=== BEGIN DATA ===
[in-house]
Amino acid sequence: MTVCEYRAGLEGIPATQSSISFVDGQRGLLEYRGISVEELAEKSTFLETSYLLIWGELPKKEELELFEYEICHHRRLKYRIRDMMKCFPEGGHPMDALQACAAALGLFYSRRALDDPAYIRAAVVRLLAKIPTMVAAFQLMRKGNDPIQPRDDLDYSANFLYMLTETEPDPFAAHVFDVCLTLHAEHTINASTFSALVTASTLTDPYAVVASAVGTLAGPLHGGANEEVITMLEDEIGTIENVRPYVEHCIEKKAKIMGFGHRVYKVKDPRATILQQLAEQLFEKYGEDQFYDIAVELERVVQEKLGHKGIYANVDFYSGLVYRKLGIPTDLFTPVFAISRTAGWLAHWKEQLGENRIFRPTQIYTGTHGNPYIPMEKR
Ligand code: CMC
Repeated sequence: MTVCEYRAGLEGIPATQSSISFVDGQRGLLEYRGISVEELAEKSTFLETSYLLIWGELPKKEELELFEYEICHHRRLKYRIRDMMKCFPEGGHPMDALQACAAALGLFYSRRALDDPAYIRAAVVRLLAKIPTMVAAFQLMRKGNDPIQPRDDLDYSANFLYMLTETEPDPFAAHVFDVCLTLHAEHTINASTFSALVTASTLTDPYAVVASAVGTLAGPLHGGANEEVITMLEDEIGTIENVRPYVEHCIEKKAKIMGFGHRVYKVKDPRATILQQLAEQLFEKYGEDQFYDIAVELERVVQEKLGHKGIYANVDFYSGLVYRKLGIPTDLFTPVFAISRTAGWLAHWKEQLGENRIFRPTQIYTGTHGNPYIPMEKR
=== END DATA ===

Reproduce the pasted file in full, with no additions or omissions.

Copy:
[in-house]
Amino acid sequence: MTVCEYRAGLEGIPATQSSISFVDGQRGLLEYRGISVEELAEKSTFLETSYLLIWGELPKKEELELFEYEICHHRRLKYRIRDMMKCFPEGGHPMDALQACAAALGLFYSRRALDDPAYIRAAVVRLLAKIPTMVAAFQLMRKGNDPIQPRDDLDYSANFLYMLTETEPDPFAAHVFDVCLTLHAEHTINASTFSALVTASTLTDPYAVVASAVGTLAGPLHGGANEEVITMLEDEIGTIENVRPYVEHCIEKKAKIMGFGHRVYKVKDPRATILQQLAEQLFEKYGEDQFYDIAVELERVVQEKLGHKGIYANVDFYSGLVYRKLGIPTDLFTPVFAISRTAGWLAHWKEQLGENRIFRPTQIYTGTHGNPYIPMEKR
Ligand code: CMC
Repeated sequence: MTVCEYRAGLEGIPATQSSISFVDGQRGLLEYRGISVEELAEKSTFLETSYLLIWGELPKKEELELFEYEICHHRRLKYRIRDMMKCFPEGGHPMDALQACAAALGLFYSRRALDDPAYIRAAVVRLLAKIPTMVAAFQLMRKGNDPIQPRDDLDYSANFLYMLTETEPDPFAAHVFDVCLTLHAEHTINASTFSALVTASTLTDPYAVVASAVGTLAGPLHGGANEEVITMLEDEIGTIENVRPYVEHCIEKKAKIMGFGHRVYKVKDPRATILQQLAEQLFEKYGEDQFYDIAVELERVVQEKLGHKGIYANVDFYSGLVYRKLGIPTDLFTPVFAISRTAGWLAHWKEQLGENRIFRPTQIYTGTHGNPYIPMEKR